A castmate and I were musing about our respective moves to Chicago and how our 21 year old selves would view our current lives. While I sort of wrote this blog post to my 21 year old self, I also know that I couldn’t have learned these things by reading a list. I really had to learn these lessons authentically. Still they are things I have to reiterate to myself and it’s nice to see them all lined up and spell- checked and in numerical order with a movie clip at the end. (Also note to 21 year old self, you are currently working on a project you LOVE.)
Sidebar: I hope my 41-year-old self writes something to my current self like, “Use that windfall of 14 million dollars to buy a villa NOT a yacht. THAT was a hard-learned lesson, giggle giggle. Care for a bellini? Let me just summon my faithful houseman Agador Spartacus.”
11 Things about Doing Theatre in Chicago
1. Confidence means more when you aren’t onstage. Talent, training, technique and rehearsal are the keys to a good performance or audition. Confidence is deeper. You have to know…you have to KNOW that the path you are on is your path and the one that is right for you. Comparison to other actors is death. It kills your spirit. It kills your creativity. And it kills your spark. Judy is right, you have to “be yourself. Everyone else is taken.”
2. Have priorities. Change them if you need to. And make sure they are actually yours, not someone else’s. You can be a professional actor and not necessarily want to star in a tv series. It’s your career. If you want to do Cher covers while rollerskating, then the world will be a better place for it. I am so serious. The world needs HAPPY rollerskating Cher coverers not UNHAPPY commercial actors who wish they were rollerskating and covering “Gypsies, Tramps and Thieves.” In the same vein, if that sounds like it sucks? Dude. Don’t do it then. Only an performer thinks, “Ugh that project sounds horrible. I’ll do it.” Why? WHY?
3. As in the beginning…so in the middle…so in the end. If that company sucked to audition for….if they were running an hour behind….if they were rude or dismissive…I assure you the rehearsal process will be the same way. On the other hand, if the audition process was smooth, the people friendly, and the paperwork informative, that’s a huge high sign that they have it together.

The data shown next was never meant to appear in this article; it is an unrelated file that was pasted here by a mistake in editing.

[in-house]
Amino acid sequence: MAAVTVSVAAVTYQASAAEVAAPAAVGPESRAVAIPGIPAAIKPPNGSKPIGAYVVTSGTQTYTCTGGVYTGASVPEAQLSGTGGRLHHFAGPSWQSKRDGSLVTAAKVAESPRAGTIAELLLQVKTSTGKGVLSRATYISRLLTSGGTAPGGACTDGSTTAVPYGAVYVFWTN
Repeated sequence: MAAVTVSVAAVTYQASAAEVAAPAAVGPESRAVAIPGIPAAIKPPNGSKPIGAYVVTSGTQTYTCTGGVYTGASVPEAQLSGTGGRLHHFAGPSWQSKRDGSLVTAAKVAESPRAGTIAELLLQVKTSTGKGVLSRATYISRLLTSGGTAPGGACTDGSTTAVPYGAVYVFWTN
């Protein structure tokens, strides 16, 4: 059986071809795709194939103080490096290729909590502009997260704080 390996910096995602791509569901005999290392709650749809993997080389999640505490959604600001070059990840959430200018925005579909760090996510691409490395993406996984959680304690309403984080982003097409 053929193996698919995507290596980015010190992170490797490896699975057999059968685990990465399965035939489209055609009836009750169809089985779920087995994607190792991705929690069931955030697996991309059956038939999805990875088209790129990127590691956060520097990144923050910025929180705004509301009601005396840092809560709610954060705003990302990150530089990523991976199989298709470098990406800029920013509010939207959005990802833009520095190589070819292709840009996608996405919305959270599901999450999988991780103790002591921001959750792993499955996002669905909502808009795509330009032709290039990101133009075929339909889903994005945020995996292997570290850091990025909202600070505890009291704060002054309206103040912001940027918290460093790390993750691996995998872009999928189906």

4. Make sure you love every single audition piece you use. If you are bored by something, the people behind the table will be too.
5. If you are offered a project and you have an inexplicable sinking feeling or panic….that’s your intuition telling you to say no. (Not to be confused with feelings of healthy fear that indicate you are challenging yourself.)
6. It’s okay to say no. If you say no upfront to a project in a polite way, you won’t burn a bridge ( If you bail halfway through with a shady excuse, that’s a different story). The project that feels “not right” for you might be a dream job for someone else who will love it. If you know you can’t throw yourself into the project wholly, what’s the point?
7. It’s totally okay to take a break for as long as you want to.
8. When you take a break, it can take a long time to get back into the swing of things.
7. If a role scares you, it’s probably the right role and you will benefit from playing it.
8. If you have to force something from the get go, it’s not worth it. (Not to be confused with healthy competition)
9. You have to love doing this for your own sanity. I call it the Nachos Philosophy. Sure every once in a while, I get tired of nachos. Or am occasionally disappointed with a plate of nachos (what is with the cheese and pickled jalapenos only bullshit?). Might you occasionally resent this inexplicable need for nachos and that it occasionally causes you to sacrifice other amazing foods in your quest for more nachos? Of course. But can I imagine my life without nachos? No I cannot, Madame. You’ve got to love it like nachos.
10. You can stop loving it and start loving it again.